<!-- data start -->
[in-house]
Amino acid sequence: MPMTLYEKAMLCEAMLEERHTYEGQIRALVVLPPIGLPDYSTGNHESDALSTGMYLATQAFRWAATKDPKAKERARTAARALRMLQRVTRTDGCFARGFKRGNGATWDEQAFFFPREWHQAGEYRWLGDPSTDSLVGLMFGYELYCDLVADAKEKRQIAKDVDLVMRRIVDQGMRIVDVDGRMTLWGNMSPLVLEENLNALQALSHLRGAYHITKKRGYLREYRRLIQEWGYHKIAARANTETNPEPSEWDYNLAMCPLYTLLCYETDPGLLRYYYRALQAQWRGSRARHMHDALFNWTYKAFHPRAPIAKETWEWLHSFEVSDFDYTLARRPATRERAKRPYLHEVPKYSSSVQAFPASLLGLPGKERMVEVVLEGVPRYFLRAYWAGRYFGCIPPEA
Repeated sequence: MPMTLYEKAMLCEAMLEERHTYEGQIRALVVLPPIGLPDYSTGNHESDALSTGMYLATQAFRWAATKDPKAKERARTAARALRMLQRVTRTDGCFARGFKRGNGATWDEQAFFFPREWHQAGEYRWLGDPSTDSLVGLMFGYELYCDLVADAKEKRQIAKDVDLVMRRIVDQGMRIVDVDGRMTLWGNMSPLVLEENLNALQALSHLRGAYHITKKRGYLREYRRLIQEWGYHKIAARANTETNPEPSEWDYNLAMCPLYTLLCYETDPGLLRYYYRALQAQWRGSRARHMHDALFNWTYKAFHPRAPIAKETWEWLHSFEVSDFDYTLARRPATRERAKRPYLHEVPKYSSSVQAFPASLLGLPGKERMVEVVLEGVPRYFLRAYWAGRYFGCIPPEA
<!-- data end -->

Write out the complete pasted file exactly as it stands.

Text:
[in-house]
Amino acid sequence: MPMTLYEKAMLCEAMLEERHTYEGQIRALVVLPPIGLPDYSTGNHESDALSTGMYLATQAFRWAATKDPKAKERARTAARALRMLQRVTRTDGCFARGFKRGNGATWDEQAFFFPREWHQAGEYRWLGDPSTDSLVGLMFGYELYCDLVADAKEKRQIAKDVDLVMRRIVDQGMRIVDVDGRMTLWGNMSPLVLEENLNALQALSHLRGAYHITKKRGYLREYRRLIQEWGYHKIAARANTETNPEPSEWDYNLAMCPLYTLLCYETDPGLLRYYYRALQAQWRGSRARHMHDALFNWTYKAFHPRAPIAKETWEWLHSFEVSDFDYTLARRPATRERAKRPYLHEVPKYSSSVQAFPASLLGLPGKERMVEVVLEGVPRYFLRAYWAGRYFGCIPPEA
Repeated sequence: MPMTLYEKAMLCEAMLEERHTYEGQIRALVVLPPIGLPDYSTGNHESDALSTGMYLATQAFRWAATKDPKAKERARTAARALRMLQRVTRTDGCFARGFKRGNGATWDEQAFFFPREWHQAGEYRWLGDPSTDSLVGLMFGYELYCDLVADAKEKRQIAKDVDLVMRRIVDQGMRIVDVDGRMTLWGNMSPLVLEENLNALQALSHLRGAYHITKKRGYLREYRRLIQEWGYHKIAARANTETNPEPSEWDYNLAMCPLYTLLCYETDPGLLRYYYRALQAQWRGSRARHMHDALFNWTYKAFHPRAPIAKETWEWLHSFEVSDFDYTLARRPATRERAKRPYLHEVPKYSSSVQAFPASLLGLPGKERMVEVVLEGVPRYFLRAYWAGRYFGCIPPEA